|Trees with the white bark in Taiping (Malaysia)|
Dehaasia is a genus of evergreen or deciduous trees or shrubs belonging to the laurel family, Lauraceae, with 53 species native to continental Asia, from India to China, and islands of Borneo, New Guinea, and Indonesia.
They are hermaphroditic shrubs, or trees of medium size up to 5 m tall. in tropical montane forest, lowland rainforest, subtropical coastal lowland rainforest, cloud forest, and laurel forest. About 38 accepted species are found in Cambodia, China, Indonesia, Laos, Malaysia, Myanmar, the Philippines, Thailand, and Vietnam, with the center of diversity in west Malaysia; three species occur in China, two endemic. Alseodaphne, Dehaasia and Nothaphoebe are, morphologically, three closely related but different genera in a subgroup near to Persea genus.
The leaves are bright green to dark green, alternate, oblong to lanceolate to almost elliptical, acuminate, and slightly cut at the base. They are leathery in texture, glossy on both sides, dark green on the upper face more intense, sometimes with small blisters on the underside.
The trunk is rough and irregular, covered usually with a paper bark, whitish or gray, smooth and easy to peel, with the xylem yellow. Some species with multiple stems or trunks are strongly branched from the base. The young branches are slender, angular, smoothly integumented, with visible signs of scars and sometimes reddish areas of recent growth. The branchlets are yellow-white at first, but a little gray later, thin, glabrous, warty, lenticellated with distinctive leaf scars, the young more or less angled.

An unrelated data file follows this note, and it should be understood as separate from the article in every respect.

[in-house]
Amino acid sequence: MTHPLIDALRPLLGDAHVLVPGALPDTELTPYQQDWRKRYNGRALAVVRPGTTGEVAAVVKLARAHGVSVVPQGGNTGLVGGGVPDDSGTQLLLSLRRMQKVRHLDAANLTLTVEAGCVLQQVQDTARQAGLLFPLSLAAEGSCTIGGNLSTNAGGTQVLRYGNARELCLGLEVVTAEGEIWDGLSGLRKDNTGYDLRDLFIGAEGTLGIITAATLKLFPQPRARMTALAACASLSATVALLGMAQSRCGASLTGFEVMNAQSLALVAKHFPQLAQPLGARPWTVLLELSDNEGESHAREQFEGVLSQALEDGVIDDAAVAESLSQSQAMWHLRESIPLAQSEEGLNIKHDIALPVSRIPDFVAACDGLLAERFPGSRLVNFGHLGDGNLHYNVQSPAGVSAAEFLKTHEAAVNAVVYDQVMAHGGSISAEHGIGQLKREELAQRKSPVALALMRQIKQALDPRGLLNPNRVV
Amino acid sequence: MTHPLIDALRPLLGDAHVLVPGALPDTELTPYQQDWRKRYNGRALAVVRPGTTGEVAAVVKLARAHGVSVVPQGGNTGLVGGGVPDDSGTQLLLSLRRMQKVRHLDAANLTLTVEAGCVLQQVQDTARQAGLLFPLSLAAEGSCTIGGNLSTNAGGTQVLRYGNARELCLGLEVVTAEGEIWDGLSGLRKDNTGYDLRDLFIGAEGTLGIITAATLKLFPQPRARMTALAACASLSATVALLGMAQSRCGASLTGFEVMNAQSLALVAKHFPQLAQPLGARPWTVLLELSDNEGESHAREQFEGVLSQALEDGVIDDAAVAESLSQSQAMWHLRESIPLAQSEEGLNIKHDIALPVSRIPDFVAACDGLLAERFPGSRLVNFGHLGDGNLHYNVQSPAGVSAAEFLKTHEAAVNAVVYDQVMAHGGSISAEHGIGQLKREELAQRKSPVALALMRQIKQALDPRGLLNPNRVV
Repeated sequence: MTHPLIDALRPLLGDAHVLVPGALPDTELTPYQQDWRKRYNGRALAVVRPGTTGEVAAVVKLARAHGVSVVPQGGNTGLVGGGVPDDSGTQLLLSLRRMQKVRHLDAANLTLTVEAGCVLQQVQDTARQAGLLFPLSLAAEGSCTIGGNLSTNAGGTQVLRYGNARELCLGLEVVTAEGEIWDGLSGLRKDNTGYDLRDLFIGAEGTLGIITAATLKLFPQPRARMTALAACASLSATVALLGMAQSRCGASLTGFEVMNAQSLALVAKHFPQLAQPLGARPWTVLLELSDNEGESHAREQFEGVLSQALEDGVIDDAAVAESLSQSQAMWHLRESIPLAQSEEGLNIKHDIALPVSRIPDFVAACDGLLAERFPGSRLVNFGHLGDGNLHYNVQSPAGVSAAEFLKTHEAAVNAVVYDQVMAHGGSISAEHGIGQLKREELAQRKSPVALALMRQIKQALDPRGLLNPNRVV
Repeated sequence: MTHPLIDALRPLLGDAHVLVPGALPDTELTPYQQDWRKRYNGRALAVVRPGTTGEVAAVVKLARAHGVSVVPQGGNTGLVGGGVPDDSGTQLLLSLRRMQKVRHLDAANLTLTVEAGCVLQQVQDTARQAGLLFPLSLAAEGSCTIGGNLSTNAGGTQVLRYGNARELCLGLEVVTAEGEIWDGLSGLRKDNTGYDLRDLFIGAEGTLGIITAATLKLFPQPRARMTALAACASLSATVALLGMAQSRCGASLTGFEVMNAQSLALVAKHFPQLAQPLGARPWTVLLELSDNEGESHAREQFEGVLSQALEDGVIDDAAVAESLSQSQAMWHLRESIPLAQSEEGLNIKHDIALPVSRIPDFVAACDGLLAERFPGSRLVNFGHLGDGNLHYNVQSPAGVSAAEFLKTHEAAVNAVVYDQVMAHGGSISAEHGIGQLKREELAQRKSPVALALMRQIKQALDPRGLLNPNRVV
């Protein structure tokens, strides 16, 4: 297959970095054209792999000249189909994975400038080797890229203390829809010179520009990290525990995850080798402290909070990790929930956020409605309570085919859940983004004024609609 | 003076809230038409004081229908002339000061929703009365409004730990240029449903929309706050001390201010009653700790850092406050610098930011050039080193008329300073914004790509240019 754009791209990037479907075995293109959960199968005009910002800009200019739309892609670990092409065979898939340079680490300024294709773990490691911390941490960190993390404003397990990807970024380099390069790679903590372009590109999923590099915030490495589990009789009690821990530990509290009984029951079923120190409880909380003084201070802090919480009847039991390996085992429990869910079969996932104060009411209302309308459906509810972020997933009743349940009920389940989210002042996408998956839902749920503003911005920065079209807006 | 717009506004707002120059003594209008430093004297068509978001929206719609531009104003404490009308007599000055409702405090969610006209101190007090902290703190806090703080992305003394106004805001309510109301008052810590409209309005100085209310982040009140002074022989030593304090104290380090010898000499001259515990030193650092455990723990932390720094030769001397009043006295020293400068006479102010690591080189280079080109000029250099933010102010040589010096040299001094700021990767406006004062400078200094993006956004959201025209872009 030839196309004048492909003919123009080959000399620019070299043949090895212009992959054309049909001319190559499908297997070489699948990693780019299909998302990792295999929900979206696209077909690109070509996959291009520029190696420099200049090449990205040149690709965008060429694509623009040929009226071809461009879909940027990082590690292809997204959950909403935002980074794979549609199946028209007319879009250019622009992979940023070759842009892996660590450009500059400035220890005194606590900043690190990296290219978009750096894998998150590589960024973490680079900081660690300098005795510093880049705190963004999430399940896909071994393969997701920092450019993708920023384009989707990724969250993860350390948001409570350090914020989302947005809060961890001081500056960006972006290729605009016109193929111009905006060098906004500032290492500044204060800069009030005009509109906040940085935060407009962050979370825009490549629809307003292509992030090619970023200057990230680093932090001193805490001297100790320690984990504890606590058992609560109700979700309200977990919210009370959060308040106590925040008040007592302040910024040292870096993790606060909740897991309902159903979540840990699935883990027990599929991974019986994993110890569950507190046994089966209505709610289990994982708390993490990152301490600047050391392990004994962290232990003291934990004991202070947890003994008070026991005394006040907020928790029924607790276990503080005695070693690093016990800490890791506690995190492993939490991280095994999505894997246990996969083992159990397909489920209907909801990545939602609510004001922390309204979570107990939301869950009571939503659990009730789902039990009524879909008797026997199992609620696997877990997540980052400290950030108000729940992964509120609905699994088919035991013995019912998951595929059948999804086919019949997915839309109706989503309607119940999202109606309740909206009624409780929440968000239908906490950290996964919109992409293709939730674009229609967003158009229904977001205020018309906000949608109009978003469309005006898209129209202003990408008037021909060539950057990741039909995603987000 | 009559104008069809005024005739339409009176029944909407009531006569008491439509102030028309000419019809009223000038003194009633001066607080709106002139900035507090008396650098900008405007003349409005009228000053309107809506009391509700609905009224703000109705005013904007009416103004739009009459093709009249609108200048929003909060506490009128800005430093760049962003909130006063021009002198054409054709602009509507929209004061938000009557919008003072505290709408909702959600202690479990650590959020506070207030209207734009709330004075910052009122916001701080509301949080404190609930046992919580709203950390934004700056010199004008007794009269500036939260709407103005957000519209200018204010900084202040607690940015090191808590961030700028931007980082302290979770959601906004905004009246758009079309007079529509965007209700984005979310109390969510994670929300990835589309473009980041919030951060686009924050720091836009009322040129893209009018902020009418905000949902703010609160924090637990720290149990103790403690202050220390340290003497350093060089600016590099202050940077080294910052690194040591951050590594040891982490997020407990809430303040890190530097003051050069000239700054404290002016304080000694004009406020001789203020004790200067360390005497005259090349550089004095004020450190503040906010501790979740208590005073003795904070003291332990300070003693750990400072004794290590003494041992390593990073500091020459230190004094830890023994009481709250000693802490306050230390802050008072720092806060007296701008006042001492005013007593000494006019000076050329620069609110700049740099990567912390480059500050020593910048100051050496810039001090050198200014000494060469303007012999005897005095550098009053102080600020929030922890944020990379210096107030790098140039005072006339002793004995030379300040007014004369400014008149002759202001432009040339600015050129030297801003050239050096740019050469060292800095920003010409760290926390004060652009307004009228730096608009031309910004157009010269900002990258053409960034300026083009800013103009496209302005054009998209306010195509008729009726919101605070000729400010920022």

The leaves are grouped at the tip of the twigs. The inflorescences form in the axils, are generally thin with many bracts and few flowers, usually upright and branched at right angles. Dehaasia species have "perfect flowers", possessing both male and female parts.
The oblong fruit, hard or fleshy, are conformed to attract animals and frequently are brightly colored with sometimes a thickened, strikingly colored stem at the junction of the peduncle part with the fruit. The fruit is black-dark and shiny, generally scarlet, but sometimes yellow or green. Usually ovoid, rarely globose with a fleshy and meaty exocarp. Some species have a red or scarlet dome. Seed dispersal of Dehaasia species is by vertebrates mostly. They are eaten by frugivorous bats and birds (columbiformes) and several insects such as ants.
Some names in the repository Global Names Index of uBio:
- Dehaasia acuminata Koord. & Valeton
- Dehaasia annamensis Kosterm.
- Dehaasia assamica Kosterm.
- Dehaasia borneensis Fern.-Vill.
- Dehaasia brachybotrys (Merr.) Kosterm.
- Dehaasia Blume, 1837
- Dehaasia caesia Blume.
- Dehaasia cairocan (Vidal) C.K. Allen.
- Dehaasia candolleana (Meisn.) Kosterm.
- Dehaasia celebica Kosterm.
- Dehaasia chatacea
- Dehaasia corynantha Kosterm.
- Dehaasia cuneata
- Dehaasia in Flora of China 7: 224–225. 2008
- "Global Names Index". Gni.globalnames.org. Retrieved 2011-11-11.
|Wikispecies has information related to: Lauraceae|
|Wikimedia Commons has media related to Lauraceae.|
- A synopsis of the genus Dehaasia Bl. (Lauraceae)
- Chemical constituents from Dehaasia triandra. 1. Three new alkaloids, isocorydione, norisocorydione, and dehatriphine, from the leaves
- Chemical constituents from Dehaasia triandra. II. Five new alkaloids, secoxanthoplanine, dehydroisocorydione, 11, 8′-O-bisisocorydine,(8, 8′-R)-and (8, 8′-S)